By Douglas Fordyce

Postmaster General Patrick Donahoe’s announcement that the U.S. Postal Service plans to end Saturday mail delivery effective in August flies directly in the face of existing law and thumbs its nose at Congress and the will of the people.

The fact of the matter is that federal law requires that mail delivery must be universal and six days per week. This language has been continued in congressional appropriations language for more than 30 years. The postmaster general has provided a flimsy argument that the Postal Service is not bound by the law and can end Saturday delivery without congressional approval. This represents a dangerous and unprecedented attempt to supersede the democratic process.

Beyond Donahoe’s specious arguments that the Postal Service is above the law, there is a lack of business reasoning. Much has been made of the Postal Service’s financial condition over the past few years, however, the fact is that the vast majority of the reported losses are directly attributable to a law passed by Congress in 2006 that mandates the Postal Service pay 75 years worth of future retiree health benefit costs within a 10-year period.

This annual payment amounts to nearly $6 billion and represents more than 85 percent of the reported losses over the past number of years. In fact, a recent report shows that the USPS actually had an operational profit for the first quarter of fiscal year 2013. Add to that the fact that the USPS has, according to two different respected actuarial firms, overpaid the federal government for pension benefits over the past 40 years to the tune of between $50 billion and $75 billion.

Remember that zero tax dollars go toward any USPS operational or employee expense.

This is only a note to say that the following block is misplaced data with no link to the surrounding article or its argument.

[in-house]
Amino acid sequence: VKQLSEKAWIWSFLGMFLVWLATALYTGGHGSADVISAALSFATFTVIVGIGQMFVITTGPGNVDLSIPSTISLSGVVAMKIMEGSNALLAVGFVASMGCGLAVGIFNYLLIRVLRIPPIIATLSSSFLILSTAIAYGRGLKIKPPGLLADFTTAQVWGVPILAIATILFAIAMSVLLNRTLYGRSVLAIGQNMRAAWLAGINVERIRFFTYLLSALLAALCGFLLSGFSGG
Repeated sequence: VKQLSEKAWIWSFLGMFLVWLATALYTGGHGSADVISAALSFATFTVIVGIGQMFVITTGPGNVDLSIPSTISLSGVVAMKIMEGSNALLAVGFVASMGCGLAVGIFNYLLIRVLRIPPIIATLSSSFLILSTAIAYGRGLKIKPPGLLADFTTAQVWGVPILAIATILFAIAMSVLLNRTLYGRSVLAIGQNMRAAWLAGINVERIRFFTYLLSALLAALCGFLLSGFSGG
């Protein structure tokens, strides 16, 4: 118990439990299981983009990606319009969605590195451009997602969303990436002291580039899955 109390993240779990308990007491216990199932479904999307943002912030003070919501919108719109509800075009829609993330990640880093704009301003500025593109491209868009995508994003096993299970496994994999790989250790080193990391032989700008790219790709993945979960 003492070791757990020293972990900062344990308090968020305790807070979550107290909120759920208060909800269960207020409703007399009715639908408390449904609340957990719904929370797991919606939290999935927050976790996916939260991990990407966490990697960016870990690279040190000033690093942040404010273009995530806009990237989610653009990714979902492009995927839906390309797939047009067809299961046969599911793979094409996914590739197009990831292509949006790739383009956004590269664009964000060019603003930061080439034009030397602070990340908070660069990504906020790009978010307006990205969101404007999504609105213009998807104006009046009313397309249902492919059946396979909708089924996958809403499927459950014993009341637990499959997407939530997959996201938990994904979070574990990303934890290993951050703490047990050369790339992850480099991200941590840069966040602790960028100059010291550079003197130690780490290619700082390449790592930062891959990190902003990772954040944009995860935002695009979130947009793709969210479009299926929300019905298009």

By simply fixing the unfair mandate to continue to fund future retiree health benefit obligations by applying the erroneous overpayments made to pension benefits, the Postal Service would be able to continue to thrive, even with the technological challenges we face.

There simply is no need to cut services in such a drastic measure. What the public needs to understand is that the USPS, along with some members of Congress, wants to go even further in cutting service.

Some leaders in Congress support the idea of ending door-to-door delivery of mail. They support the wishes of the USPS to mandate homeowners to place mailboxes on the road or, even worse, establish “cluster boxes” at neighborhood corners that would require residents to walk or drive down the street to retrieve their mail.

Congress created the financial problems the USPS faces today and Congress has the means to fix them today.

Douglas Fordyce is legislative and political chairman of the National Association of Letter Carriers Branch 3, Buffalo/Western New York.